Additionally, the brand is launching its first-ever digital clothing line with Bitmoji. Users worldwide can check out the campaign casts’ individual Bitmoji avatars, browse the AE x Bitmoji Collection on Snapchat, and use the Bitmoji app to update and dress their own Bitmoji in a selection of AE styles.
Based on “people excited to show off new styles as they head back into the world together,” the campaign shines a spotlight on favorites and new denim fits.
Stretch and comfort are emphasized in AE’s back-to-school collection for men. The line includes new Airflex+ Athletic Skinny, 360 Skinny, Temp Tech Athletic Skinny and 360 Slim fits. The women’s range of fashion jeans includes an updated take on a classic pleated tennis skirt and a high-rise relaxed fit Mom short. An array of comfortable fits like AE’s Mom Straight, Super High-Waisted Flare and Baggy Mom jeans round out the women’s assortment.
The campaign’s cast includes “Stranger Things” actor Caleb McLaughlin and “You” actress Jenna Ortega, as well as previous AE campaign stars like TikTok personality Addison Rae and “Outer Banks” actors Chase Stokes and Madison Bailey.
GapKids tugs at heartstrings
Gap welcomes kids back to school with a campaign that stars David Jamison, the Memphis, Tenn. teacher who grabbed a national spotlight in 2019 for the personalized handshakes he performs with his students each morning.
Photographed by Melodie McDaniel, the fall campaign captures the bond between Jamison and his fifth-grade students from Hickory Ridge Elementary School who represent “Individuals”—Gap’s “collective of unique change-makers across generations, leading the charge for a more inclusive, optimistic world together.”
“Jamison’s approach to teaching and commitment to his students as ‘individuals’ is inspirational and heartwarming,” said Mary Alderete, global head of Gap marketing. “He is equal parts champion and role model. Back to school is even more meaningful when many students are returning to the physical classroom for the first time in over a year.”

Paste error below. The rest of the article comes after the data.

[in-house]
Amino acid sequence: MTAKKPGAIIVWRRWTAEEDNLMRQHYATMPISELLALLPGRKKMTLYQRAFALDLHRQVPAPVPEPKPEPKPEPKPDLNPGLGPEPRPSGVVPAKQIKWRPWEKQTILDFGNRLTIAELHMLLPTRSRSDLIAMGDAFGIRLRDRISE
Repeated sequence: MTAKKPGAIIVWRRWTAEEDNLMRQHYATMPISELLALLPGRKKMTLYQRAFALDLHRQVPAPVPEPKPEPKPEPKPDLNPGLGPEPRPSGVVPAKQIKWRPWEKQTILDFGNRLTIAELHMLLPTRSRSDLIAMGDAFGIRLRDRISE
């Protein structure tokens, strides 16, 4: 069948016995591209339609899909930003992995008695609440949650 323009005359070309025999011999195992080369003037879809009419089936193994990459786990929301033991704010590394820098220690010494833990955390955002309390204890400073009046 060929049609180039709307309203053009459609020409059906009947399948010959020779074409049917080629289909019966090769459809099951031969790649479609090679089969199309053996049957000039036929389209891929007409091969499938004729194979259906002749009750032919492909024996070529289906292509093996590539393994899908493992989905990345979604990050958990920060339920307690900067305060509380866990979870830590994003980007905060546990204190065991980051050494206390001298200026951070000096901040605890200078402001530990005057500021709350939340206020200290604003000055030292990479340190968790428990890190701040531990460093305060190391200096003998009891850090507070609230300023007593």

To kick off the campaign and celebrate the students starring within, Gap installed the iconic GapKids images of Jamison and his students on school grounds. In the images, children are dressed in denim button-down shirts, vintage-wash jeans, denim jackets and Gap’s signature logo hoodies.
The billboard was recently revealed at an in-person pep rally, welcoming Hickory Ridge Elementary back to school. Gap also donated hundreds of school uniform pieces and hoodies to support the students and families at Hickory Ridge Elementary School.
Gap has taken a community-led approach to marketing as of late. In March, Gap introduced a spring campaign with a cast of notable changemakers that serve as forces for good, including Aurora James, the founder and creative director of footwear brand Brother Vellies, tattoo artist Dr. Woo, advocate and co-editor of Black Futures Kimberly Drew, performer Mikhail Baryshnikov and more.